Nov
13
2014

When deciding which voluntary benefits to offer employees, it can be helpful to consider when they were born, according to the Society for Human Resource Management (SHRM).

In an article published on the SHRM website, Elizabeth Halkos, chief revenue officer at Purchasing Power, explained that Baby Boomers (born 1946-64), Generation X (born 1965-79), and Millennials (born 1980-2000) tend to have different outlooks and motivators. These differences can leave the newest generation of employees feeling that the voluntary benefits offered by some employers don't meet their needs.

Acknowledging the differences and matching benefits to generational needs can help employers "provide for their employees' diverse needs and improve the likelihood of retaining a loyal, motivated workforce as well," Halkos wrote.

Her profile of Millennials, who are currently saturating the veterinary workforce, shows that employers should be prepared to change their mindsets regarding the benefits they offer. 

Characteristics of the average Millennial

According to Halkos, Millennials tend to value professional fulfillment over salary, expect rapid promotion and meaningful salary, change employers frequently, and fear being trapped in routine jobs or eternal internships. They are more likely to stay at jobs if they have personal relationships, multiple tasks, and fast rewards.

And because the average Millennial carries high student debt, they are inclined to favor portable benefits, forced savings, financial education, and concierge services, Halkos said.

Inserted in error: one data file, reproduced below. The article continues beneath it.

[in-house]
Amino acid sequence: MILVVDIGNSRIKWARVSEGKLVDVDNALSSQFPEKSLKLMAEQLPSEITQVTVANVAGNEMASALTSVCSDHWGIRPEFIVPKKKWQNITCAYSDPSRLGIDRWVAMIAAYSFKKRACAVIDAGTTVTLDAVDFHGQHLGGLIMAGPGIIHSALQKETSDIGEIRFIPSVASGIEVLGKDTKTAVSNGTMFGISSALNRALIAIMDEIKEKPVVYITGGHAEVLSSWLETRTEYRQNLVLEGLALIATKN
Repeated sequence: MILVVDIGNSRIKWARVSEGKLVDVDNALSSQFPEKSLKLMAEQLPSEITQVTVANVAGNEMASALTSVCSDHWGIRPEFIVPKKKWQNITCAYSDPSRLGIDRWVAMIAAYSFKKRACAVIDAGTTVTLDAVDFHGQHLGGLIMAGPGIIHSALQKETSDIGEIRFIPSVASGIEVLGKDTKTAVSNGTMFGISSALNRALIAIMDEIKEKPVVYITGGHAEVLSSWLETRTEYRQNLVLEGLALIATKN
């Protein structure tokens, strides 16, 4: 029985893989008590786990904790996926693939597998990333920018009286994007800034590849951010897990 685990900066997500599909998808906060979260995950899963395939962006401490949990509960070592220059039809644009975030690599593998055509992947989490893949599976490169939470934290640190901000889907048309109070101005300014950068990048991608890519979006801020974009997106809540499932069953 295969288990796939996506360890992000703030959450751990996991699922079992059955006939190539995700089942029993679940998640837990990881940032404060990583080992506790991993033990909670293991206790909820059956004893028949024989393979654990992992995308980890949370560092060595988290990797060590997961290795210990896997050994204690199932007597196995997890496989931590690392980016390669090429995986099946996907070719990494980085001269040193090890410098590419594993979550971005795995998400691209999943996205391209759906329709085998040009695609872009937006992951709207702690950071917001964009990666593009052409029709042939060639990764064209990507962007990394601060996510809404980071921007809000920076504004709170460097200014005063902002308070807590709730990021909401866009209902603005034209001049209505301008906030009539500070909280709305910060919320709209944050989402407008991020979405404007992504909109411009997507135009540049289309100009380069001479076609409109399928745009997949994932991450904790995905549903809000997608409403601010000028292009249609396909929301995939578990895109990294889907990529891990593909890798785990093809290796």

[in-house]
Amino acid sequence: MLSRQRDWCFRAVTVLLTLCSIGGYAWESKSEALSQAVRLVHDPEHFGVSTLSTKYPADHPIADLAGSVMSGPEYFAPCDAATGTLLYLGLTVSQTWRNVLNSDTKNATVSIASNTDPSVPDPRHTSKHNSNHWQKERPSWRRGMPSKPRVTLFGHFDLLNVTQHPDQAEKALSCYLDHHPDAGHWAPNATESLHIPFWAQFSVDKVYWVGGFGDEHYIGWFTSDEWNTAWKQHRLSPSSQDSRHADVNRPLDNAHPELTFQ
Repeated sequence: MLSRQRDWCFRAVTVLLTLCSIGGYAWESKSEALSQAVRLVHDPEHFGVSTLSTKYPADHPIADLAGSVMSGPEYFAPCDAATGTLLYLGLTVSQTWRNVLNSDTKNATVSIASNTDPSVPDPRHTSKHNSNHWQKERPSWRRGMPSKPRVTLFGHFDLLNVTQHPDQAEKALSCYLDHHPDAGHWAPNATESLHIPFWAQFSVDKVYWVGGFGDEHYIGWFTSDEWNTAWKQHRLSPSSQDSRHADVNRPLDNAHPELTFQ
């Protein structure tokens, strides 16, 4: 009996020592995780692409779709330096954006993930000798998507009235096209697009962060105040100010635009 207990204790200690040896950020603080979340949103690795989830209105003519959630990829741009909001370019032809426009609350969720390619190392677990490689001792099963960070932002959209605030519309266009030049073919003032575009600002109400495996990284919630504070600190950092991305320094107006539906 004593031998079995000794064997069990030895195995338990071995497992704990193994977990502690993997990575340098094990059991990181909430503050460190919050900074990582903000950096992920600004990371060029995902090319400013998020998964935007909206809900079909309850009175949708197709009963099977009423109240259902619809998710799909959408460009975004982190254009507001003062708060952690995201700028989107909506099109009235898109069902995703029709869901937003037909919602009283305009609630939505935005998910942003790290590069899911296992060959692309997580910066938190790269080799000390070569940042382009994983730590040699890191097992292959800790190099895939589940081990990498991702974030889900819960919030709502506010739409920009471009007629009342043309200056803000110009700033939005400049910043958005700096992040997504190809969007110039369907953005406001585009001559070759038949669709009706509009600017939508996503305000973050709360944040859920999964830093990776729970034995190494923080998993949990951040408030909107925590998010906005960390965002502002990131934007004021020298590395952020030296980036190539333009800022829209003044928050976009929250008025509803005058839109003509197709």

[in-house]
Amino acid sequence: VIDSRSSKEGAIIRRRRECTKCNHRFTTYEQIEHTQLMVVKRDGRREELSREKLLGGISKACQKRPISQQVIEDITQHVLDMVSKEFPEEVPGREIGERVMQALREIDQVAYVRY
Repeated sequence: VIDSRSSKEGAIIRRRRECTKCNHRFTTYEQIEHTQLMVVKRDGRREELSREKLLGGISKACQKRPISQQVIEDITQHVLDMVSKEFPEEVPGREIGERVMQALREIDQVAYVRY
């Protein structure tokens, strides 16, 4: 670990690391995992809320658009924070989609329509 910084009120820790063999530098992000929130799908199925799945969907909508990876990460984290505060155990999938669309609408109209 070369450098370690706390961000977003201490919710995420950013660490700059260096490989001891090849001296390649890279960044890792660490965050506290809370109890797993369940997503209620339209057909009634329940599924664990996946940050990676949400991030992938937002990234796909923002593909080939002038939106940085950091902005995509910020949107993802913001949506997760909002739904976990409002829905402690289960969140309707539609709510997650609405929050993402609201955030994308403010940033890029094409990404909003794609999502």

When it comes to finances, Millennials can use all the help they can get in the way of benefits that help with saving and managing money, according to an article published in the Atlantic titled "Why Aren't Millennials Saving Money?" The article revealed that:

  • Adults under 35 have a savings rate of -2 percent, according to Moody's Analytics. In 2009, the savings rate of those under 35 was 5.2 percent.
  • A Wells Fargo survey of Millennials reported that 47 percent spend at least half their paychecks relieving various kinds of debt (credit card, mortgage, student loan, etc.).
  • 59 percent of Millennials said they have never seen financial products geared toward them.

Recommended voluntary benefits for Millennials

In response to Millennials' changing views of finances and lifestyles compared to other generations, Halkos listed voluntary benefits that appeal to that population:

  • Employee assistance programs
  • Employee purchase programs
  • Discount programs
  • Financial counseling
  • Flexible spending accounts
  • ID theft protection
  • Tuition assistance
  • Wellness programs

 Read the full blog detailing appropriate voluntary benefits for each generation on the SHRM website.

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